“Marseille is a special place for players,” Cheyrou said. “You can grow up fast (there). But you can be destroyed by the environment there â€” (There’s) a lot of pressure.”
Players are under the microscope. Unlike many other teams at the time, OM games were always available on TV. There is no hiding wearing the blue-and-white Marseille jersey.
His older brother Bruno spent 2004-05 there on loan from Liverpool. It did not go that well.
“I was confident because I knew my quality and what I was able to do,” said Benoit Cheyrou. “For me it was a success because I’m not a guy who speaks a lot in the media. i want to be judged on what I’m doing on the pitch. And it was a perfect place for that.”
There was Champions League football and the team won the French title in 2009-10, ending an 18-year drought. Cheyrou still gets goose bumps recalling the victory parade through the city.
The city has become Cheyrou’s French home. His son was born there, his daughter grew up there and his parents moved there upon retirement. He has favourite haunts like Chez Jo, a restaurant owned by a good friend.
Football players are always in the spotlight there. But Cheyrou said he was treated well and understood it was not a big sacrifice to make a fan happy by posing for a photo.
Bruno Cheyrou, three years older than Benoit, was dubbed “the new Zidane” by Liverpool manager Gerard Houllier. While he did not live up to that gaudy praise, he did enjoy a long club career and won three caps for France.
Benoit said the two were not that competitive growing up. “Not really. He was more talented, more gifted than me.”
Bruno was a great example, however. Benoit said he wanted to be like him and regularly relied on his brother’s counsel.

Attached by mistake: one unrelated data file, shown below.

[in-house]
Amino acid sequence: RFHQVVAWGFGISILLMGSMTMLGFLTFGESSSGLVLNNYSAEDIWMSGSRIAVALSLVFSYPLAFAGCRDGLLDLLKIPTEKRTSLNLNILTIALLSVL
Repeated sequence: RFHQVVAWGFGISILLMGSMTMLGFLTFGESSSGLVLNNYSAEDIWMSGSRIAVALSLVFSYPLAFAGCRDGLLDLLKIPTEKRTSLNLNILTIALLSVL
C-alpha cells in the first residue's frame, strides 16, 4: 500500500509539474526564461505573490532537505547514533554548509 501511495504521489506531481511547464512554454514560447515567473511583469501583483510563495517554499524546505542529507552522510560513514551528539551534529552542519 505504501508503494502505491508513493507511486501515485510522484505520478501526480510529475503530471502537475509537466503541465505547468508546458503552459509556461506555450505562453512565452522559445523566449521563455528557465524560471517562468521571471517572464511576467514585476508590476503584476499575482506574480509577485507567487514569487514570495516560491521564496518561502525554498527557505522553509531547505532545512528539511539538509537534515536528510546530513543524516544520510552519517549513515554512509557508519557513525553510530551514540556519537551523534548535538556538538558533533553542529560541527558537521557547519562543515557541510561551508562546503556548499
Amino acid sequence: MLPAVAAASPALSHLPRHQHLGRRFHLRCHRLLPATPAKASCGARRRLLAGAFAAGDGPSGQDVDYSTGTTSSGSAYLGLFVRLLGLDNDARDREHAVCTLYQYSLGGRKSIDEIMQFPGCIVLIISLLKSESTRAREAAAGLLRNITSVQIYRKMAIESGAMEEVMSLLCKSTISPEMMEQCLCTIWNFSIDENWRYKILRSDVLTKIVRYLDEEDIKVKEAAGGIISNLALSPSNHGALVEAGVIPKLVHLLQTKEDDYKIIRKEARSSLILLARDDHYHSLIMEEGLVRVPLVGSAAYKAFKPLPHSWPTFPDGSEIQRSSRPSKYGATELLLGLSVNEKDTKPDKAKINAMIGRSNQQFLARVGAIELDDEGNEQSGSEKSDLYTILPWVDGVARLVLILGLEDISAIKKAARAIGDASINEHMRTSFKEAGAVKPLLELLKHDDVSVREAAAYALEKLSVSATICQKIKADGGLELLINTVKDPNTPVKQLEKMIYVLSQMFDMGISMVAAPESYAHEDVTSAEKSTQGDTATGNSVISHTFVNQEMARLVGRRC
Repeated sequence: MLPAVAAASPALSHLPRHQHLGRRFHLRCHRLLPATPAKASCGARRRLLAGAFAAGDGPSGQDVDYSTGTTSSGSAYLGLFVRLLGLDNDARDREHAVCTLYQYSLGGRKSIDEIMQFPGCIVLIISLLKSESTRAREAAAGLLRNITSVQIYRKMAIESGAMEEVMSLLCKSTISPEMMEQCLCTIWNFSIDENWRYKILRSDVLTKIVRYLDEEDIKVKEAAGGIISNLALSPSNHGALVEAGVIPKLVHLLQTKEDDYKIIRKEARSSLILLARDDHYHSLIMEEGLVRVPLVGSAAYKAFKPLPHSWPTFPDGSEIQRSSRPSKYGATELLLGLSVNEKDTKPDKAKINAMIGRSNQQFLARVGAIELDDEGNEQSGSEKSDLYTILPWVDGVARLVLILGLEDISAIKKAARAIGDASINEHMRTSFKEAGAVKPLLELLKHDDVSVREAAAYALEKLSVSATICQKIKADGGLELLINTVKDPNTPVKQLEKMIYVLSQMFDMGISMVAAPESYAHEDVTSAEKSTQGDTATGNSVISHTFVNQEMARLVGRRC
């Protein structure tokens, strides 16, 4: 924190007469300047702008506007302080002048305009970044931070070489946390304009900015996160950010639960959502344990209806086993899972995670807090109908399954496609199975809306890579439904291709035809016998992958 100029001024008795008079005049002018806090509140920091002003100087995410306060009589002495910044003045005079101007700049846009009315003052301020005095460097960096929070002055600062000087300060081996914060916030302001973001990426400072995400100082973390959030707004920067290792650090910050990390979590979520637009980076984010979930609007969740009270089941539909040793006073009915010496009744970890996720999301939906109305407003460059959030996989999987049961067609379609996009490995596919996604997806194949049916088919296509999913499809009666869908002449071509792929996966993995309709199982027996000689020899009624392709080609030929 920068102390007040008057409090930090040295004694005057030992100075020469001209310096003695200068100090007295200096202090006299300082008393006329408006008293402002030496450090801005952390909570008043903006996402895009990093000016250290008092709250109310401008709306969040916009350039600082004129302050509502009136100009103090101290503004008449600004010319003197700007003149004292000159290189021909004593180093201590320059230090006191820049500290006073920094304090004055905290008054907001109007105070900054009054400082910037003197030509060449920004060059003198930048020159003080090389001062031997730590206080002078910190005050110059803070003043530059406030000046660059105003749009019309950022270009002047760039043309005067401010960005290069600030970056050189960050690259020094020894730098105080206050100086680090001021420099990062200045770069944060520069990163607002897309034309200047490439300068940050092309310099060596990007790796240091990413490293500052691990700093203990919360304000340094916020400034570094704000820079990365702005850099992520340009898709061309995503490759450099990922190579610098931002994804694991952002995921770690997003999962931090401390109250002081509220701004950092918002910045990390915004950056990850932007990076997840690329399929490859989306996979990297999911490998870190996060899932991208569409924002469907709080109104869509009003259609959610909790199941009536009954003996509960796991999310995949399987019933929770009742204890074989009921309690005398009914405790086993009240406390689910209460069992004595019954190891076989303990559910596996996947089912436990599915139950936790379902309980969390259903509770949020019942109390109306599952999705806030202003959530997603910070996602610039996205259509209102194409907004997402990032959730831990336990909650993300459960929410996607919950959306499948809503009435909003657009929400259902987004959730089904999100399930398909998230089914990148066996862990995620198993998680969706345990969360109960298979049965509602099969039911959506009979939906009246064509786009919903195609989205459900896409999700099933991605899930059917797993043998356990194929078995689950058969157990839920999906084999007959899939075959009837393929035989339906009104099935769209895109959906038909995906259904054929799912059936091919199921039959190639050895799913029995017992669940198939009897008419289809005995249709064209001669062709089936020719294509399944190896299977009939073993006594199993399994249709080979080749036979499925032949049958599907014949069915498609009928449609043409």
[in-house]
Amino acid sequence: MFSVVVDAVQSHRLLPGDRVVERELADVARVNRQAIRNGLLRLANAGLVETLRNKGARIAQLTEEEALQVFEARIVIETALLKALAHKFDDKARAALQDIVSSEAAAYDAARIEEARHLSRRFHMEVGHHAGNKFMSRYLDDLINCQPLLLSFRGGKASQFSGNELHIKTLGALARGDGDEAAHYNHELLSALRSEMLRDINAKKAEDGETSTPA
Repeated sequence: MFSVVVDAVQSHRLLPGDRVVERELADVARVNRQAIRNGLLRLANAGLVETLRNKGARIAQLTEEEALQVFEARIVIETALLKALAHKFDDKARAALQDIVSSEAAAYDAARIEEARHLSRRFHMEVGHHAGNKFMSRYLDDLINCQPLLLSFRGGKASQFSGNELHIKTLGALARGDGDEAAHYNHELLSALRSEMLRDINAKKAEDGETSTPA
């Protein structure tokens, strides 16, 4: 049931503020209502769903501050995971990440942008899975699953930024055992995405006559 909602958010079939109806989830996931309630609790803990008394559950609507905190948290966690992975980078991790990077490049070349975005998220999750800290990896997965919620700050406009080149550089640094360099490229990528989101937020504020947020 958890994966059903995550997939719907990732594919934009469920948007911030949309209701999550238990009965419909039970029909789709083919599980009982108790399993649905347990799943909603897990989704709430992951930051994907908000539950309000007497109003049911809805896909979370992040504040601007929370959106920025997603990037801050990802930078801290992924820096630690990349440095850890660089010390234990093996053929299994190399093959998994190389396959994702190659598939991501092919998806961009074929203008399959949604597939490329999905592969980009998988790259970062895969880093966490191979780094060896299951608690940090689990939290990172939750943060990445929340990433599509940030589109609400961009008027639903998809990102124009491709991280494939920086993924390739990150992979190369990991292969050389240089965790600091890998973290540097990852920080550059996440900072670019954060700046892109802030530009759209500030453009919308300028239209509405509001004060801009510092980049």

“He has always been the best adviser. All (the) steps I did, he did it before,” said Benoit. “Every time I wanted to ask him something, he was able to have the answer.”
Bruno is now a TV commentator for Bein Sports France.
Benoit represented France at the under-19, U-20, and U-21 levels, winning the UEFA U-19 championship in 2000. He earned a call-up to the senior side in 2010 but didn’t earn a cap.
He has no regrets, saying he can only do his best on the pitch and accept the manager’s decision.
After seven seasons in Marseille, Benoit Cheyrou was told in 2014 by new coach Marcelo Bielsa that he was no longer needed.
He spent three months without a club, admitting that while he enjoyed time with his family he was getting restless as the weeks wore on. He had offers in France and elsewhere in Europe “but I wanted something different.”
Toronto FC, with its plentiful resources and heartfelt quest for a title, fit the bill. Cheyrou played 46 regular and post-season games in his first two MLS seasons and has served as a mentor to many of its young players.
“He knows so much tactically and technically,” said 25-year-old Toronto defender Clement Simonin, a fellow Frenchman. “It’s always good to learn from such a great player like him. He’s also a good friend off the field. We have a more-than-soccer relationship.”
The club considers the classy Cheyrou a home-run of an acquisition.
Signed to a new playing contract prior to this season, Cheyrou has also started taking his coaching license â€” an endeavour that has and will take him back to France for short periods. Toronto has said it hopes to keep him in the fold once he calls it quits.
But he is not ready to retire yet.
“Obviously I have less seasons in front of me than behind me, so I want to enjoy it,” Cheyrou said of his playing days. “I feel great on the pitch.”
Added Vanney: “He still has more to add and give to this team as we pursue another season.”
Cheyrou has no regrets about a storied resume that includes more than 400 Ligue 1 appearances in France and has a chapter or two still to be authored in North America.
“I’m proud of my career … when I was six at Racing Club de Paris, I wouldn’t expect that career.”
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Neil Davidson, The Canadian Press